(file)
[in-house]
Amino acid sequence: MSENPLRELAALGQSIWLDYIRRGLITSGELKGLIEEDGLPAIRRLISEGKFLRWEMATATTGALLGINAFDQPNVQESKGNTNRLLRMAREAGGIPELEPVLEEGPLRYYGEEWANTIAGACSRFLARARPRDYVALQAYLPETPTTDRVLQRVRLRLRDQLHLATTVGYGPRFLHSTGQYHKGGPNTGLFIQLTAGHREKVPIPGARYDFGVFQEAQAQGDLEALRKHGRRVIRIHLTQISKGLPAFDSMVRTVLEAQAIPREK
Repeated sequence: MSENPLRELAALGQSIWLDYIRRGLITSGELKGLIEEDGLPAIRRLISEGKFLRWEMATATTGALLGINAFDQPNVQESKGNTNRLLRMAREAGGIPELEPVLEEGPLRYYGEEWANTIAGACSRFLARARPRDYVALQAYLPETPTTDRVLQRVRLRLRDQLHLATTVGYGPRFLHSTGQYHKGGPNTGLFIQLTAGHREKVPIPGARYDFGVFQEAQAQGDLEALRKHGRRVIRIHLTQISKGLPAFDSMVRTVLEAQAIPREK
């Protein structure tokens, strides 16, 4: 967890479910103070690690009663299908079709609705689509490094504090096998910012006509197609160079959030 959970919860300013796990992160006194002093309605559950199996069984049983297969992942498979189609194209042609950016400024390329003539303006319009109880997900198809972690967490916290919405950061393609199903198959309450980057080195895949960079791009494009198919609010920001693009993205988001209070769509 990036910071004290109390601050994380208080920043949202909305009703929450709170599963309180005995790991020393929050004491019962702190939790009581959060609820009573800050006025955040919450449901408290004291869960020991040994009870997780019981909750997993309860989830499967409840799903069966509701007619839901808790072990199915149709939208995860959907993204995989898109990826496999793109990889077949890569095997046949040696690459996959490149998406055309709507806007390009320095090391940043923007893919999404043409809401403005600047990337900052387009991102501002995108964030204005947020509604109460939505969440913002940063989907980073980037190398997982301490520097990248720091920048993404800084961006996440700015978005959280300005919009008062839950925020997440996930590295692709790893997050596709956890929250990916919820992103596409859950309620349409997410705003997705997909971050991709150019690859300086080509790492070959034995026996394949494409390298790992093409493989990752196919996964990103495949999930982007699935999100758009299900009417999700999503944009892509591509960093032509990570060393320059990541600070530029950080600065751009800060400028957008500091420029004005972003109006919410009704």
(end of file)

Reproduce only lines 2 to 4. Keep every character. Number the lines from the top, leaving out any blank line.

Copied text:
Amino acid sequence: MSENPLRELAALGQSIWLDYIRRGLITSGELKGLIEEDGLPAIRRLISEGKFLRWEMATATTGALLGINAFDQPNVQESKGNTNRLLRMAREAGGIPELEPVLEEGPLRYYGEEWANTIAGACSRFLARARPRDYVALQAYLPETPTTDRVLQRVRLRLRDQLHLATTVGYGPRFLHSTGQYHKGGPNTGLFIQLTAGHREKVPIPGARYDFGVFQEAQAQGDLEALRKHGRRVIRIHLTQISKGLPAFDSMVRTVLEAQAIPREK
Repeated sequence: MSENPLRELAALGQSIWLDYIRRGLITSGELKGLIEEDGLPAIRRLISEGKFLRWEMATATTGALLGINAFDQPNVQESKGNTNRLLRMAREAGGIPELEPVLEEGPLRYYGEEWANTIAGACSRFLARARPRDYVALQAYLPETPTTDRVLQRVRLRLRDQLHLATTVGYGPRFLHSTGQYHKGGPNTGLFIQLTAGHREKVPIPGARYDFGVFQEAQAQGDLEALRKHGRRVIRIHLTQISKGLPAFDSMVRTVLEAQAIPREK
């Protein structure tokens, strides 16, 4: 967890479910103070690690009663299908079709609705689509490094504090096998910012006509197609160079959030 959970919860300013796990992160006194002093309605559950199996069984049983297969992942498979189609194209042609950016400024390329003539303006319009109880997900198809972690967490916290919405950061393609199903198959309450980057080195895949960079791009494009198919609010920001693009993205988001209070769509 990036910071004290109390601050994380208080920043949202909305009703929450709170599963309180005995790991020393929050004491019962702190939790009581959060609820009573800050006025955040919450449901408290004291869960020991040994009870997780019981909750997993309860989830499967409840799903069966509701007619839901808790072990199915149709939208995860959907993204995989898109990826496999793109990889077949890569095997046949040696690459996959490149998406055309709507806007390009320095090391940043923007893919999404043409809401403005600047990337900052387009991102501002995108964030204005947020509604109460939505969440913002940063989907980073980037190398997982301490520097990248720091920048993404800084961006996440700015978005959280300005919009008062839950925020997440996930590295692709790893997050596709956890929250990916919820992103596409859950309620349409997410705003997705997909971050991709150019690859300086080509790492070959034995026996394949494409390298790992093409493989990752196919996964990103495949999930982007699935999100758009299900009417999700999503944009892509591509960093032509990570060393320059990541600070530029950080600065751009800060400028957008500091420029004005972003109006919410009704």